A long, long time ago we had one baby and my dream was to go to a luxury family hotel and have some rest. It didn’t quite work out the way I had hoped – but that was her fault, not the hotels! Luckily, she is now 11 and far easier to travel with…
“It was almost 8pm – time for dinner – but our daughter, Jessica, was not yet asleep. There was nothing for it, but to creep, slowly out of the room. So my husband and I got down on our hands and knees, crawled past Jessica’s cot and safely out through the door.
We stood, waiting for a scream or indignant complaint, but none was forthcoming. Instead we quietly tiptoed down the corridor and to the restaurant.
There’s something strange about holidaying with a small child. Hotels which previously sounded fantastic are suddenly less appealing.
It may be because they don’t have any facilities for your child, because children aren’t welcomed in their restaurants, or simply because they don’t offer baby listening in the evenings.
Without a simple intercom, eating in the downstairs restaurant becomes impossible.
The child-friendly facilities were the main reason I was so keen to visit The Ickworth Hotel. As the latest addition to the upmarket and fast-growing Luxury Hotels group, it promises that odd sounding combination – luxury and a warm welcome for your children.
If you have a baby, for example, your room is automatically equipped with travel cot, nappy bucket and changing mat. Steam sterilisers and bottle warmers are also on offer, as is that priceless delight – baby listening.
The rooms are also very quiet. Despite being next door to two toddlers, we didn’t hear a peep from them all night long.
Ickworth House was created by the Earl Bishop of Bristol in the late 18th Century, and was home to the Hervey family for over 200 years.
In Suffolk, a few miles from Bury St Edmunds, the hotel is in a wing of the old house, while the rotunda is still open to tourists.
As we drove up to the hotel we were immediately impressed. It is certainly a beautiful place, with extensive, gorgeous grounds.
Visiting in the winter obviously meant we could not make the most of the outdoors, but we did manage a couple of brisk walks and a visit to the adventure playground and even introduced Jessica to some horses and deer.
The staff at The Ickworth were polite and friendly. The hotel was, as expected, luxurious and upmarket, and its facilities were very impressive – but sadly not cheap.
Jessica was immediately entranced by the Four Bears Den, a nursery, run by qualified staff, where she could paint, draw, play and read books. It was heaven for our nearly two-year-old, and the staff were delightful. She even ate her supper there, surrounded by other small children.
Right opposite the Den was Club/Blu. This is an unsupervised play area for older children – complete with Sony Playstations, table football, and a table tennis table, and was always busy.
Older children could easily be left here while their parents went off for a swim, a walk, a relaxing facial or massage (there is an in-house beauty centre) or even a sleep.
There is little danger of children ever getting bored at the Ickworth. Also on offer are swimming and tennis coaching, riding, quad biking and even a personal Ickworth wildlife tour (an optional extra at £85 per person).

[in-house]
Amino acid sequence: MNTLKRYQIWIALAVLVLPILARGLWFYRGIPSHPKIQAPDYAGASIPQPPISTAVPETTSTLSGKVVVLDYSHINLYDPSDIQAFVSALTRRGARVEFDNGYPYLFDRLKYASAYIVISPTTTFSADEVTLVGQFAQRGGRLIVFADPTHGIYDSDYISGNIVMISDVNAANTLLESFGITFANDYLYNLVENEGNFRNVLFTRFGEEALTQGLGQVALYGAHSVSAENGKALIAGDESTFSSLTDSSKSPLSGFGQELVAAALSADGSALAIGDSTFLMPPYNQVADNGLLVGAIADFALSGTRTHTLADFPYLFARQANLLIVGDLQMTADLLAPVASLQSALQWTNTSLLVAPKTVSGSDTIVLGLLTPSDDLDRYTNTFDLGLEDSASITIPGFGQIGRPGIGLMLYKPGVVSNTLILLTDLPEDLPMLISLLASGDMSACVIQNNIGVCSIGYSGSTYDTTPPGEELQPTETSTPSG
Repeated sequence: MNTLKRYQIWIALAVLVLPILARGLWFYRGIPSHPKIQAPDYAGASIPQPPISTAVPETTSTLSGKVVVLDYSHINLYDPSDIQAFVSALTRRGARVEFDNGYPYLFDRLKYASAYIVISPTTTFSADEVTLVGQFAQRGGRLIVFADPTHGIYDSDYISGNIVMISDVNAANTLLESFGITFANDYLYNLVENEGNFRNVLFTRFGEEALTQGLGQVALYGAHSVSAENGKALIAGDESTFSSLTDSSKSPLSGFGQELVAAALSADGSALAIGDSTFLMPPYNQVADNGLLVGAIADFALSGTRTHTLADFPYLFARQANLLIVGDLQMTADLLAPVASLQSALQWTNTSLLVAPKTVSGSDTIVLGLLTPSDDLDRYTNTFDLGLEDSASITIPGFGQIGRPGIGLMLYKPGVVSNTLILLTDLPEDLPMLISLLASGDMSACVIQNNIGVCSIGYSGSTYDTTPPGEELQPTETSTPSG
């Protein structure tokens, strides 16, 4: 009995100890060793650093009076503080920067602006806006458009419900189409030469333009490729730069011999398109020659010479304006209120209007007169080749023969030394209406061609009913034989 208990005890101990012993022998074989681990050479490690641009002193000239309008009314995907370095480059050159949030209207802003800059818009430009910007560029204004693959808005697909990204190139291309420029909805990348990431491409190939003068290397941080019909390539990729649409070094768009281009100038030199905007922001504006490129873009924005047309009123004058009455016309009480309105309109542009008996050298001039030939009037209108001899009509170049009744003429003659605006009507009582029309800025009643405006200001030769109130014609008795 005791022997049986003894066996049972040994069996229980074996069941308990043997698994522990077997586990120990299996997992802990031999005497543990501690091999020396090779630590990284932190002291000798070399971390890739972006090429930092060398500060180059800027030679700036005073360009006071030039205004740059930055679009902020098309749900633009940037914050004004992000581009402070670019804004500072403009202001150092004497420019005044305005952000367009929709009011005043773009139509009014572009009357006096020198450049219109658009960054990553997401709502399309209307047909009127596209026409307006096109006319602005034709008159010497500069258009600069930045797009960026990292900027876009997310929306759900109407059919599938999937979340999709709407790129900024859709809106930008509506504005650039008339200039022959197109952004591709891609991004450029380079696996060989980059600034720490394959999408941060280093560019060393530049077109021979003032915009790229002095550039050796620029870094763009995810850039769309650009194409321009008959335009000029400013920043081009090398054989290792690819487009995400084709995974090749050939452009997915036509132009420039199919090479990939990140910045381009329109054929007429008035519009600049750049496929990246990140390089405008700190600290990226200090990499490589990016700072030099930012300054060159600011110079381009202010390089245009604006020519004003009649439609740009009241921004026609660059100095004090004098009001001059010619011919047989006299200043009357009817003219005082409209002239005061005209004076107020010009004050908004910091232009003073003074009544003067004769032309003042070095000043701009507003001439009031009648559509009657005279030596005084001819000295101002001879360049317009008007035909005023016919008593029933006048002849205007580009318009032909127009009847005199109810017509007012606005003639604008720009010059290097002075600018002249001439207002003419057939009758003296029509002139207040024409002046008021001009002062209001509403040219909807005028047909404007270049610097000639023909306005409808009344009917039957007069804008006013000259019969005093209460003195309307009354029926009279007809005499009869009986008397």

The hotel also boasts two restaurants, the classy Fredericks, and the Italian Cafe Inferno for bistro food – located in the original kitchens.
During our stay, the Cafe Inferno seemed very quiet in the evenings, but it was heaving for Sunday lunch and our failure to make an advance booking consigned us to The Conservatory. There the ambience was quite delightful, but the prices harder to swallow – £8.50 for a jacket potato, £6.50 for a cheese sandwich.
The Ickworth offers a range of rooms. Our standard double, towards the lower end of the range, boasted the most fabulous bathroom, a TV with DVD player and a lovely view of the grounds. It also had a light with a dimmer – vital if you’re holidaying with children.
However, a creaky door foiled attempts to silently escape from the room and we really could have done with some kind of alcove for the cot. Our daughter is usually a very well-behaved sleeper, but when she saw that we were all in the same room, she stood up and screamed.
The next day we put her in the bathroom to sleep. That meant we couldn’t use the lovely, spacious bath, but at least we all had a good sleep!
Overall we had a lovely weekend, but Jessica enjoyed it the most. We loved the fact that she was happy, and very much enjoyed eating in a “posh” restaurant serving delicious food. If we hadn’t been on a dinner, bed and breakfast tariff, the splendid food in Fredericks would have set us back £37.50 a head.
While you might quibble about the cost of The Ickworth, you can’t argue with the setting or the facilities. There are also lots of nice touches. Pairs of wellington boots stand by the door for anyone to use, bicycles (with child seats) are available as well and restaurants never run out of highchairs.
Meanwhile, breakfast – served in the conservatory – was fantastic on both days. Waffles and maple syrup are the perfect start to set you up to make the most of the day.
Sarah Ebner stayed in a standard double room at The Ickworth in Bury St Edmunds, Suffolk where one night’s B&B for two in a standard double room starts from £150 per night (back in 2004: please check up to date prices for 2013).
Children sleep free when sharing parents’ room.
(this article was originally syndicated by the Press Association).
We’re sharing this with the Time Traveller feature on Mari’s World. Please take a look for other travel related blog posts – old and new!